Affleck's film, about a CIA plot to rescue Americans trapped in Iran from 1979 to 1980, on Sunday won best motion picture drama and claimed the directing prize for Affleck.
The Golden Globes are typically seen as a precursor to the Academy Awards, or Oscars. However, the AP pointed out that Affleck was "surprisingly omitted from the best-director category" in Oscar nominations.
According to CBS, films almost never win Oscars if their directors are not also nominated.
But at the Globes, "Argo" beat out awards-season favorite "Lincoln," which many expect to earn Steven Spielberg an Academy Award on Feb. 24.
The Civil War epic, about Abraham Lincoln's fight for passage of the 13th Amendment abolishing slavery, has 12 Oscar nominations.
However, "Lincoln" did net Daniel Day-Lewis — in the title role — the gong for lead actor in a drama.
Other best director nominees were Ang Lee for "Life of Pi," Kathryn Bigelow for "Zero Dark Thirty" and Quentin Tarantino for "Django Unchained."
If he was hurting over the Oscar snub, Affleck didn't show it, saying in his acceptance speech,"Look, I don't care what the award is. When they put your name next to the names she just read off, it's an extraordinary thing in your life."
The most-honored film of the ceremony, held by the the Hollywood Foreign Press Association at the Beverly Hilton Hotel’s International Ballroom, was "Les Miserables," the musical based on Victor Hugo's classic novel.
It picked up the award for best musical, as well as lead actor and supporting actress wins for Hugh Jackman and Anne Hathaway.
According to the Los Angeles Times, Jackman — aka "Wolverine" — admitted in his acceptance speech that at one point he almost quit the project after a grueling rehearsal.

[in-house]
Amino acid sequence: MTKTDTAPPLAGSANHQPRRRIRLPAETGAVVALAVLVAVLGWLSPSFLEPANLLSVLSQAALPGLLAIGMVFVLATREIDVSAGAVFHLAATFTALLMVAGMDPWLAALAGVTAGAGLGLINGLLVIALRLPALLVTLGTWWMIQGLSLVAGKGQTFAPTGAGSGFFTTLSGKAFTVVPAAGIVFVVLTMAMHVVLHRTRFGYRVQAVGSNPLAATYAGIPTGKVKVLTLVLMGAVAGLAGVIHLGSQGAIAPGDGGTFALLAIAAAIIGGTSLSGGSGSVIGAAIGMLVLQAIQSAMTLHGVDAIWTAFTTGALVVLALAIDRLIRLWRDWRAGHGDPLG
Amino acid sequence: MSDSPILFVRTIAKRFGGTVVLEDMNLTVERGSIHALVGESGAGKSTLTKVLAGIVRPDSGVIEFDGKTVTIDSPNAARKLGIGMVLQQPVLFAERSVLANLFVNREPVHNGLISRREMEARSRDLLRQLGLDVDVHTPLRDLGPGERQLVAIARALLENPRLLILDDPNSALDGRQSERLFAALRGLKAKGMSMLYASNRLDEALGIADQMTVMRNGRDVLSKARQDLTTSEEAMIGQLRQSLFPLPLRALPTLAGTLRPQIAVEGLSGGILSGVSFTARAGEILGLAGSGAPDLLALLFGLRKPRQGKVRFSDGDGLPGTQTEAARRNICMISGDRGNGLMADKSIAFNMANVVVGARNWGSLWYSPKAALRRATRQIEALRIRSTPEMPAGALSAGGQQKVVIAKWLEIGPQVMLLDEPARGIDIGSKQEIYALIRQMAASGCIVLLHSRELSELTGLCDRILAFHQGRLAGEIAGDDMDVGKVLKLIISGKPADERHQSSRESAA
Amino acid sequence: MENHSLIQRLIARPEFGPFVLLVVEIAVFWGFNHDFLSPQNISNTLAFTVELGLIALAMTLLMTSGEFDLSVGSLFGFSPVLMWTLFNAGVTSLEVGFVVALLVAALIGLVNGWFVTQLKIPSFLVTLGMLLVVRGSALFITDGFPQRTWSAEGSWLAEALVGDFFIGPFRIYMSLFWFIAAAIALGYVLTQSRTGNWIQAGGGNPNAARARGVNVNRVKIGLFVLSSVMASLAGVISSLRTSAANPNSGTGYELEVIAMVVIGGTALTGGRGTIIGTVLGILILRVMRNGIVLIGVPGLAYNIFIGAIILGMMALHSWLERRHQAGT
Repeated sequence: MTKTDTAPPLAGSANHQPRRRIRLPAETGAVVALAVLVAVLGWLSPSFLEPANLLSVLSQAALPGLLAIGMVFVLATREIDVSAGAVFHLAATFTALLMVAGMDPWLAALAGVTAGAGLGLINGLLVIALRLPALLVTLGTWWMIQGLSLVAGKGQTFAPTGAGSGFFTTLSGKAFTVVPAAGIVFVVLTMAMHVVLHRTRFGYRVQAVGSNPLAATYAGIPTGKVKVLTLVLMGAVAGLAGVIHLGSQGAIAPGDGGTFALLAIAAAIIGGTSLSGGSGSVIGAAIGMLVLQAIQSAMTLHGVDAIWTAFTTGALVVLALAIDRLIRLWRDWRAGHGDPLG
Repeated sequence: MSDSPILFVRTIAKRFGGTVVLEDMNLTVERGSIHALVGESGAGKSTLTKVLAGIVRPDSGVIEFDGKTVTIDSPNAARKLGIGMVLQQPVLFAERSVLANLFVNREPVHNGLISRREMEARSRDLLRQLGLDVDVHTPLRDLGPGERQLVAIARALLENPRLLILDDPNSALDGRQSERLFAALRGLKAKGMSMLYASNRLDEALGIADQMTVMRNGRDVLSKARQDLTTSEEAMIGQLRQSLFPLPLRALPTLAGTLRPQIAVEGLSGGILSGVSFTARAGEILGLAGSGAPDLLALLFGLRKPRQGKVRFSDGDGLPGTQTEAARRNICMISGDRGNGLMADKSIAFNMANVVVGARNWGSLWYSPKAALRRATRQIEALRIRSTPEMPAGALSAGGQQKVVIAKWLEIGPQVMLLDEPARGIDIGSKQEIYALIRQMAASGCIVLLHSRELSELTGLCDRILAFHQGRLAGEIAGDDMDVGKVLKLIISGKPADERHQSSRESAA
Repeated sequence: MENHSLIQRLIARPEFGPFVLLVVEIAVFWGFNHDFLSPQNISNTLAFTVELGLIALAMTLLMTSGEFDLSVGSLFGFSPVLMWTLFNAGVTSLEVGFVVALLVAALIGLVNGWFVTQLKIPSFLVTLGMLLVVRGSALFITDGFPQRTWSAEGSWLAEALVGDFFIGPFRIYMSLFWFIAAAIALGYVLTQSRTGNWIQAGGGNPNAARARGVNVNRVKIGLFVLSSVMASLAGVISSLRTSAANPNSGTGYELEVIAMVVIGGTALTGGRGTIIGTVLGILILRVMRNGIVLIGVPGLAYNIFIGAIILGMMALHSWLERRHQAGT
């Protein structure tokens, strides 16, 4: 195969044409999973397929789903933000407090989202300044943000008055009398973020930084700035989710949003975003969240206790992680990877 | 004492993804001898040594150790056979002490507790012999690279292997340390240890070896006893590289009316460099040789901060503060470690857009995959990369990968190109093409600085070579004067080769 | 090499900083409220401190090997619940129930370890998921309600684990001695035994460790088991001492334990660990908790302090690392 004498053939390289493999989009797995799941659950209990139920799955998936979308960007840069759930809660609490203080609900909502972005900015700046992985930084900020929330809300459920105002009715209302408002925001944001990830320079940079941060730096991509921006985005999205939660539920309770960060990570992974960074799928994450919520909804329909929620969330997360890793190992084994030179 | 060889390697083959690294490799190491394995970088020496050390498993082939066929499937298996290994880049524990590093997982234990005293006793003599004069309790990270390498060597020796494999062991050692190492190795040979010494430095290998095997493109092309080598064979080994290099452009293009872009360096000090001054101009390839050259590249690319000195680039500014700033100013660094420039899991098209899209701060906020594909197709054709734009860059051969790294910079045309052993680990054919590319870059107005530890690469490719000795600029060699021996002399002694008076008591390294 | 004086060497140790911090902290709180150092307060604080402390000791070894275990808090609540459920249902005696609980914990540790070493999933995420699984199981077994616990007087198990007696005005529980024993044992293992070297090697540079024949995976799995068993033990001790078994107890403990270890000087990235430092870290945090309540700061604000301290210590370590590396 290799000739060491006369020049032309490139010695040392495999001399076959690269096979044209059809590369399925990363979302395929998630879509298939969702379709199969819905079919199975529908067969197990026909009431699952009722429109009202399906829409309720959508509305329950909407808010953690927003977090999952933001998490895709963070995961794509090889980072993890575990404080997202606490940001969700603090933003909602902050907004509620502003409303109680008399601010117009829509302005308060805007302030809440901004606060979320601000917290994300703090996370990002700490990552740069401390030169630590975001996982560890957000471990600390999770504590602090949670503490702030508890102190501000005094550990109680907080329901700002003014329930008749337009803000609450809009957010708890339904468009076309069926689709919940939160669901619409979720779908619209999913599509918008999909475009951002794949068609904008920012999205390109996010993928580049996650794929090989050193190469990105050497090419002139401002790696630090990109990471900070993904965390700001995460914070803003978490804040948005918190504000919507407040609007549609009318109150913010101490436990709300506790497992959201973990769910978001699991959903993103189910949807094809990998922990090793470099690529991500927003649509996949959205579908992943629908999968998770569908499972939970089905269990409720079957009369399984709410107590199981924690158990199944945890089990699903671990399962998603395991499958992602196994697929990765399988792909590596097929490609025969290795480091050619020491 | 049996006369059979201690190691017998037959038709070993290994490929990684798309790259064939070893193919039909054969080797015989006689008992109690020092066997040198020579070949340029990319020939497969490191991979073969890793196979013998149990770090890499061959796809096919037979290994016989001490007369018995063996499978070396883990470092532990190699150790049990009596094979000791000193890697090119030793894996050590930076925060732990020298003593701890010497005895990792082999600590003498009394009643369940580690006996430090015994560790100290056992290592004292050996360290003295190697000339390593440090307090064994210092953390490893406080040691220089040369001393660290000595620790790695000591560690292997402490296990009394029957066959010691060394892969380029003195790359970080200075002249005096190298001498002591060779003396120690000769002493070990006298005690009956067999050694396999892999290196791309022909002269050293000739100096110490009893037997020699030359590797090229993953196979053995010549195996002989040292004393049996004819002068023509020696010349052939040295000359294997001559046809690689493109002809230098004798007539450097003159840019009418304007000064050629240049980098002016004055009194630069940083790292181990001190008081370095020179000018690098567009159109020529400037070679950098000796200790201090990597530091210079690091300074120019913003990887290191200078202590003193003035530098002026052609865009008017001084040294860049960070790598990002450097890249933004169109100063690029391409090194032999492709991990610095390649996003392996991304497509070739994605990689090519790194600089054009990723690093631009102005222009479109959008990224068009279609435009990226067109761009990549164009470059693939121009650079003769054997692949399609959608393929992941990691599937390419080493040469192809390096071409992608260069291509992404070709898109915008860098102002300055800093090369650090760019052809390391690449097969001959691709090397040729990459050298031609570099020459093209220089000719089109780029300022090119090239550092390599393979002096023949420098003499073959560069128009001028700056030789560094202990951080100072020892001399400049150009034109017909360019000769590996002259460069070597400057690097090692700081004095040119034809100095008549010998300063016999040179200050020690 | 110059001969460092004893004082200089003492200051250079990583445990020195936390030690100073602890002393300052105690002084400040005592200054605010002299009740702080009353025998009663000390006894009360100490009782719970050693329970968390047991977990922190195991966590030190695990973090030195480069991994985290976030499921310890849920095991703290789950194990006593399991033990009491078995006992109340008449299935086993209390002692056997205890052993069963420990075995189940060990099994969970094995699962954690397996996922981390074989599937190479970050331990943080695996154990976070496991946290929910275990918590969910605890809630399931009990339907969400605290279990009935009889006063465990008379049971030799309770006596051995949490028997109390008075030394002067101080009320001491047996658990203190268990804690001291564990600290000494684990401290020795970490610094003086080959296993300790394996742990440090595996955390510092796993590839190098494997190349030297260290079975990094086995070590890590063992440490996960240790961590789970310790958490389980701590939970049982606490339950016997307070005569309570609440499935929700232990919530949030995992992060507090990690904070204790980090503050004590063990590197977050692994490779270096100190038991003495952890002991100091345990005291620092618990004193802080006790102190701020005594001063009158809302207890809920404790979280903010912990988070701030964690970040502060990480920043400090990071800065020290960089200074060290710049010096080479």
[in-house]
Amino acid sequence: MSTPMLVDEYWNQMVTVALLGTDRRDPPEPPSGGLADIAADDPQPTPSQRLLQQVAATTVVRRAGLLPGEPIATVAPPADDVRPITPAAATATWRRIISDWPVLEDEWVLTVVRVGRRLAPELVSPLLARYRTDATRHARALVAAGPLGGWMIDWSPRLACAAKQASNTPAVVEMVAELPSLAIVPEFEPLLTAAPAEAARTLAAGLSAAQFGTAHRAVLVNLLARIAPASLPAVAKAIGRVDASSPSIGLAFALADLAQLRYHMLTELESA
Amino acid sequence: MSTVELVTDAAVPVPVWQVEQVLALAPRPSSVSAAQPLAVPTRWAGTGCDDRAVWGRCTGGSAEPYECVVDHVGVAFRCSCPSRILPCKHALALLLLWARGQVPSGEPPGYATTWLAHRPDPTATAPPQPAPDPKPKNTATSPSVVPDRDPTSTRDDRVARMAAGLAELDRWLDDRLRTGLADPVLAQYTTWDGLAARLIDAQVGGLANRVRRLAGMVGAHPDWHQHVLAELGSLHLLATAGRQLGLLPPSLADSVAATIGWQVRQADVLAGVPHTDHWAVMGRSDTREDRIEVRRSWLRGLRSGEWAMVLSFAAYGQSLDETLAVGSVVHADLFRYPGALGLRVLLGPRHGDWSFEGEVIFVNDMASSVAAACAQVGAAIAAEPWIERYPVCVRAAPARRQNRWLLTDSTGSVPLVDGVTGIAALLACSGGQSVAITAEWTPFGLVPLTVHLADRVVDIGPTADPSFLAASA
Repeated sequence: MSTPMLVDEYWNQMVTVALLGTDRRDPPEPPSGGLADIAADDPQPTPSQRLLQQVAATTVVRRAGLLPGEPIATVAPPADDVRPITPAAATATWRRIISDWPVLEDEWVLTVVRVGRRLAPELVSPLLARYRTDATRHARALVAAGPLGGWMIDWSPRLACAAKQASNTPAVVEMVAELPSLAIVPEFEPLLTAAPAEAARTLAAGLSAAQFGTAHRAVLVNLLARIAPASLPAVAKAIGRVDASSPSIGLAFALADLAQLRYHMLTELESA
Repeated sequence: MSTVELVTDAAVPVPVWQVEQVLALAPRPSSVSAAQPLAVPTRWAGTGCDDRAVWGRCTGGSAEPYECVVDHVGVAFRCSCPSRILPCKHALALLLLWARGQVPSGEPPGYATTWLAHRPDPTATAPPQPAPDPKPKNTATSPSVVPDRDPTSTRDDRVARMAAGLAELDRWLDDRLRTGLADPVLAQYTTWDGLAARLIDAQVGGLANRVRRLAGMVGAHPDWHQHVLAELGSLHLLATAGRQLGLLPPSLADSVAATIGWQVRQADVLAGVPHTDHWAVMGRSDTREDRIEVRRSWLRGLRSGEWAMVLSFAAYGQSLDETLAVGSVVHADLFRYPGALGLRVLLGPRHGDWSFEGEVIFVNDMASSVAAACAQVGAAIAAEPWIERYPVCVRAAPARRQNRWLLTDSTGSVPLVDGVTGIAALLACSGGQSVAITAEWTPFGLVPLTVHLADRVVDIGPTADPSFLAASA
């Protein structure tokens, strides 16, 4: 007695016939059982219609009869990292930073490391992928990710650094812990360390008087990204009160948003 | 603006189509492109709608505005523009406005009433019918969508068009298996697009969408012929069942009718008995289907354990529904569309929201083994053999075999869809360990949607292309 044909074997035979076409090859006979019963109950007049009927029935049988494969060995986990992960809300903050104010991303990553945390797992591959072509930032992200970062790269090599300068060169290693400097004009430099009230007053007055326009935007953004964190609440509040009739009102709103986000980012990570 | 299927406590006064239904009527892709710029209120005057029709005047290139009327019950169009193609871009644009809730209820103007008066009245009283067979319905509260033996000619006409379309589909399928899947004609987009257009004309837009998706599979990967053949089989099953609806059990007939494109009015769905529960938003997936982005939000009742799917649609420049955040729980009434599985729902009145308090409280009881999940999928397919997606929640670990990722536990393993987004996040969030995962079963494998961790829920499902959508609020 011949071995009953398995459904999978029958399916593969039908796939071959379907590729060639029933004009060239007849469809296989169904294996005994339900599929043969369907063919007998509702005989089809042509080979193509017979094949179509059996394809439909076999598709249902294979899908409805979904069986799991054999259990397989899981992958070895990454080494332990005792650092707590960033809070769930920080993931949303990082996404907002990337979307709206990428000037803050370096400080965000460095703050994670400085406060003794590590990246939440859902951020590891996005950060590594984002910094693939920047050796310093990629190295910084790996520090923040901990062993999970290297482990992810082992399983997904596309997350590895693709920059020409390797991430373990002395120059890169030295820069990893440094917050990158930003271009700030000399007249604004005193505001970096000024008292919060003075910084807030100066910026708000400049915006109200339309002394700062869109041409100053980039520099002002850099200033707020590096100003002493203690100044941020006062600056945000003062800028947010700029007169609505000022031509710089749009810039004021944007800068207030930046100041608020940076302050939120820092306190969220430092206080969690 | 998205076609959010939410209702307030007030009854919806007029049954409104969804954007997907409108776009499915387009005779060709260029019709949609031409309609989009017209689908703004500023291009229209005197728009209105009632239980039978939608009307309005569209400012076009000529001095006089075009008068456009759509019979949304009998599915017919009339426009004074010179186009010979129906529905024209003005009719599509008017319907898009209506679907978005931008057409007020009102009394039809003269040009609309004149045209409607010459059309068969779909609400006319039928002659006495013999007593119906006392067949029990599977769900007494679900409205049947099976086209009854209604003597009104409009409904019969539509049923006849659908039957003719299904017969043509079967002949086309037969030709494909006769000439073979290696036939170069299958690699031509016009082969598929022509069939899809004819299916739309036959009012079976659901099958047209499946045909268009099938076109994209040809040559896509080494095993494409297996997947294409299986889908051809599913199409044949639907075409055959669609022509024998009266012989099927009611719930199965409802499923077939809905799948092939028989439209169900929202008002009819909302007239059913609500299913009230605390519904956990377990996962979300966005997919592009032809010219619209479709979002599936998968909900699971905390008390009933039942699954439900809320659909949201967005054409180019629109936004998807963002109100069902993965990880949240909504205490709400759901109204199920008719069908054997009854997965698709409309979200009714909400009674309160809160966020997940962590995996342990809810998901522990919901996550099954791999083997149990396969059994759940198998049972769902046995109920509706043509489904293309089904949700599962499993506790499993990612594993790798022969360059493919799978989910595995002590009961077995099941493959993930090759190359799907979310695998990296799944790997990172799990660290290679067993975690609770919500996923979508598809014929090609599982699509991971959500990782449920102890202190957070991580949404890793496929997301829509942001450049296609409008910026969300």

He thanked his wife for encouraging him to keep going, Australia's Fairfax Media wrote:
"Baby, I’m going to say now in front of the entire world: thank you for always being right."
Hathaway was more upbeat:
"Thank you for this lovely blunt object. I’ll forever use it as a weapon against self-doubt.”
Meanwhile, "Zero Dark Thirty" star Jessica Chastain — who played a CIA agent obsessively pursuing Osama bin Laden — won the Globe for dramatic actress.
In the TV categories, "Game Change" — the made-for-HBO movie about 2008 vice-presidential nominee Sarah Palin, starring Julianne Moore and Ed Harris — and "Homeland," starring Claire Danes and Damian Lewis, won big with three awards apiece.
Witty hosts Tina Fey and Amy Poehler were themselves competing against for best actress in a TV comedy series; Fey for "30 Rock" and Poehler for "Parks and Recreation."
But neither won, with Lena Dunham claiming the comedy series Globe for her hit, "Girls."
She later took to Twitter to describe the experience:
The highlights of my evening (aside from the obvious) were Bill Clinton and Jodie Foster. Also seeing Adele turns out to be like seeingG-d — Lena Dunham (@lenadunham) January 14, 2013